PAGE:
Fight against pathogens

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Breeders at KWS are successfully working on the development of Cercospora-tolerant sugarbeet varieties that offer high yields

The spots are just millimeters in size, light gray and have reddish-brown margins – these are all the initial signs of an infection. At first, it only appears on the leaves, but eventually moves on to the leafstalks. In the case of severe infection, it spreads all over the plant and completely destroys the entire leaf.

The leaf disease Cercospora beticola is one of the world’s most harmful diseases for sugarbeets: The fungus can lead to yield losses of up to 50 percent1. Around two thirds of the world’s cultivated areas are facing moderate to severe incidences of the disease.

Using traditional breeding techniques, KWS has now succeeded in bringing sugarbeet varieties with improved Cercospora tolerance onto the market. Compared to other Cercospora-tolerant varieties available until now, they also exhibit significantly higher yields – both on areas that are free of the disease and on acreage that has already been infected.

The new Cercospora-tolerant varieties are already being cultivated in the United States, Italy, Spain as well as Austria and will soon be available in other markets. Moreover, the German Plant Variety Office recently approved two CR+ varieties for Germany.

The new Cercospora-tolerant varieties offer increased protection throughout the entire vegetation period. This could potentially reduce the use of fungicides and is therefore an important factor for achieving more sustainable farming.

Cercospora: climate change facilitates the spread

Optimal conditions for the infection and spread of Cercospora are high humidity of over 95 percent and temperatures between 25 and 30 degrees Celsius. The leaf spot disease usually appears at the beginning of July, when there is a higher amount of crop moisture, and the leaves come into contact with each other.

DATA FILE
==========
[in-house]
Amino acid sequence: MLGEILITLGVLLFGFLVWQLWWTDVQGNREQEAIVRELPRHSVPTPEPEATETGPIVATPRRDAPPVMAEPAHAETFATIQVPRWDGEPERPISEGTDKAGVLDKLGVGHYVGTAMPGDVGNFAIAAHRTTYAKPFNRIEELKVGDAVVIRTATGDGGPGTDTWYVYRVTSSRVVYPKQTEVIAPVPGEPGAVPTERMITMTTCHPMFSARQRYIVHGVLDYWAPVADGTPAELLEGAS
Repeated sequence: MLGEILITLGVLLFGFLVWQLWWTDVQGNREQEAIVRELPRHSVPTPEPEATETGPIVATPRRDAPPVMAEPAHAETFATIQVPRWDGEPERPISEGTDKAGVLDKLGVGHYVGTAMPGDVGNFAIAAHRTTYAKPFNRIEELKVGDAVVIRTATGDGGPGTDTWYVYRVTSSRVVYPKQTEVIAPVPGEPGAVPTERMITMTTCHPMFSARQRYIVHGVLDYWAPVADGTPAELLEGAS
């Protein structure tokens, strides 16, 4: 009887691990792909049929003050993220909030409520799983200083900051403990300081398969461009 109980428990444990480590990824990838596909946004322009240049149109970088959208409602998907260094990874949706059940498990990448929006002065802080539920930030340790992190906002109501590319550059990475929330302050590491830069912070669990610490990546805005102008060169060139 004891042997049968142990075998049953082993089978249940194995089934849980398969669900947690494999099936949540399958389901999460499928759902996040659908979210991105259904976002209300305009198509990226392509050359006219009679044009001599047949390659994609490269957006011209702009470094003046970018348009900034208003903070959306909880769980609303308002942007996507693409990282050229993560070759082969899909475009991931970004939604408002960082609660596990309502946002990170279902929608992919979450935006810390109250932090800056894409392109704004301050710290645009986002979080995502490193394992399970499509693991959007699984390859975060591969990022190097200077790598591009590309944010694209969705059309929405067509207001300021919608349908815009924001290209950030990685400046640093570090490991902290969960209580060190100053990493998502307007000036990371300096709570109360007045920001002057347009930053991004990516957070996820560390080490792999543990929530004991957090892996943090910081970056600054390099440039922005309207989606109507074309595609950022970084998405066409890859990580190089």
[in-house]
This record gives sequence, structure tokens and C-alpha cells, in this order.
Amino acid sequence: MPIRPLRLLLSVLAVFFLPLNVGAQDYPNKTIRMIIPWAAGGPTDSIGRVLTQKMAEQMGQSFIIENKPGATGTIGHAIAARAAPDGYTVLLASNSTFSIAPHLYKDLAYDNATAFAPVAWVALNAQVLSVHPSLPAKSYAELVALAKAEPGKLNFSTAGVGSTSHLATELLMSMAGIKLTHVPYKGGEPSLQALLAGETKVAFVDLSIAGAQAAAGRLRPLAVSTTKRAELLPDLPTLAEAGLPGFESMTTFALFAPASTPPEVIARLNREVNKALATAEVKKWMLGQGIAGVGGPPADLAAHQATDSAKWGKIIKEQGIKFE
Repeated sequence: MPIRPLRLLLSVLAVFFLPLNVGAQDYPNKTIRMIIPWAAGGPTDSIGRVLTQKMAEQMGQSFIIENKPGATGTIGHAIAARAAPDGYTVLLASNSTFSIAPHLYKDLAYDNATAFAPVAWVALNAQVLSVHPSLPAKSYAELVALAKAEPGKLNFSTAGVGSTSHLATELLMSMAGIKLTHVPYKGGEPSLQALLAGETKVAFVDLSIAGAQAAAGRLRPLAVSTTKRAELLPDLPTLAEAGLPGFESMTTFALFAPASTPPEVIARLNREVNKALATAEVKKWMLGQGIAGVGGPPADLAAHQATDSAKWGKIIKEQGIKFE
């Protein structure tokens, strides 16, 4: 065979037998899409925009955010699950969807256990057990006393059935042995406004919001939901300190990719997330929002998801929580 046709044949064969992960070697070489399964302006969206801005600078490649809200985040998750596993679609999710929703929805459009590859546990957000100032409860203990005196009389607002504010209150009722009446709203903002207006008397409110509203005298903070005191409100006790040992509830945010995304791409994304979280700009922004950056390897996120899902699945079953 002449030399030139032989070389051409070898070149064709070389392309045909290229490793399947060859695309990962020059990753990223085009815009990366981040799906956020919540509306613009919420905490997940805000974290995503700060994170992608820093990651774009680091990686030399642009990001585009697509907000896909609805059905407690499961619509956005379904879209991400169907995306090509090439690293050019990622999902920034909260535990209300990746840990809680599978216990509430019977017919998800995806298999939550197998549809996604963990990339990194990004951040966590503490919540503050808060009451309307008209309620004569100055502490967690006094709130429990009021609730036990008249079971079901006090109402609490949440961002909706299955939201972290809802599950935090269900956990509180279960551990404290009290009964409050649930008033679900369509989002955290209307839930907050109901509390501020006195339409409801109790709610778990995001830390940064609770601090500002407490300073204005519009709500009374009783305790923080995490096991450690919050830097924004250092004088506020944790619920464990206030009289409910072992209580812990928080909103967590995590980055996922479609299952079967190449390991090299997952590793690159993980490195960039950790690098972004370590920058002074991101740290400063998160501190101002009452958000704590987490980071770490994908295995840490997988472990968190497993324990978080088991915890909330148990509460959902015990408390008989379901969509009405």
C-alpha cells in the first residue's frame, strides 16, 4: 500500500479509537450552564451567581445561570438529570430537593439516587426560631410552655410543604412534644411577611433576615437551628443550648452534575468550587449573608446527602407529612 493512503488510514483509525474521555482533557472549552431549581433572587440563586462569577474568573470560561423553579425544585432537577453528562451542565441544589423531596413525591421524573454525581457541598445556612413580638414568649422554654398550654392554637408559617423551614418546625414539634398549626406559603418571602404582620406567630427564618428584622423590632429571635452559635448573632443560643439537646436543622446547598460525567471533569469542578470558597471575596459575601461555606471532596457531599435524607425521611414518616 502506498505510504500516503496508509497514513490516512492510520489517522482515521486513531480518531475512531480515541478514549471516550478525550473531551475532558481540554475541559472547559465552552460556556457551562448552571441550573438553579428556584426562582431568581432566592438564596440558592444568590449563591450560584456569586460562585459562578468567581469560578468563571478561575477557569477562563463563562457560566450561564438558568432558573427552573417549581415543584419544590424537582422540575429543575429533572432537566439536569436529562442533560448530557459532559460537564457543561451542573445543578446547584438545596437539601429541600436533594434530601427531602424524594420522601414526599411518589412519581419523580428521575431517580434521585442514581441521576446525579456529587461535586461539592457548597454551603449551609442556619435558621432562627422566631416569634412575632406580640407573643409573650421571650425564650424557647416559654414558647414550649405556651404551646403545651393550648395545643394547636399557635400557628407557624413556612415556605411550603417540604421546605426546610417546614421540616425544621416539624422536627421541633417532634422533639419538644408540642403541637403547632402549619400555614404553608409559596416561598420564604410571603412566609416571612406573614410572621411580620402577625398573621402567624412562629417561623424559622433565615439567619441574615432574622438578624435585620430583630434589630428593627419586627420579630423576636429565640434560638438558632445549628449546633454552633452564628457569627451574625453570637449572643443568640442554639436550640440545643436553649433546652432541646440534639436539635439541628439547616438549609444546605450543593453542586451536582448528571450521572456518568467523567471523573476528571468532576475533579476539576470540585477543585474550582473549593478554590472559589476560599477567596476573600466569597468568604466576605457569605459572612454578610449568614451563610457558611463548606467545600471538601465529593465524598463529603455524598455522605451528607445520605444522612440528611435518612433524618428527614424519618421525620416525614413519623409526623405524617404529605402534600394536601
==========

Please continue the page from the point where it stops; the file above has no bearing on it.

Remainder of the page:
Leaves already infected with Cercospora initially only exhibit a few small spots. These increase in terms of the size and amount, until they cover nearly the entire leaf surface, causing the leaves to wither and die over time. The beet can then form new leaves; however, these, too, become infected and also die off.

Climate change is contributing to both the spread and increasingly severe manifestation of Cercospora. Mild winters and warm and humid summers promote the infection, due to rising temperatures this has been migrating to the north, and occurring more severely and frequently in classic Cercospora areas.

Cercospora can survive on the vestiges of infected leaves for several years, thus enabling it to survive in the ground until the next sugarbeet season. Another source of infection are wild plants that are afflicted, given the right humid and wet weather conditions, their spores can be transmitted by rain, wind or insects to plants located on the field. The spores germinate on the leaf surfaces and invade plant cells by way of the stomata.

1 Wolf, P. F. J., Kraft, R., and Verreet, J. A. (1998). Schadrelevanz von Cercospora beticola (Sacc.) in Zuckerrüben als Grundlage einer Verlustprognose. (Relevance of damage caused by Cercospora beticola (Sacc.) in sugarbeets as the basis for a loss forecast.) J. Plant Dis. Prot. 105, 462–474.

What about weather extremes?

The next sowing is due in the coming weeks. "We will have to deal with more extreme weather conditions," says farmer Flögel. But sugar beet has great potential, he said, because "it can cope with warmer temperatures". He will therefore continue to cultivate it. Asked about country lore, Flögel says: "It's a leap year in 2020. And it's actually "leap year, cold year." Sugar beet does not tolerate cold well. It remains to be seen whether country lore holds true in the 21st century. One way or another: Flögel is well prepared – and well advised.

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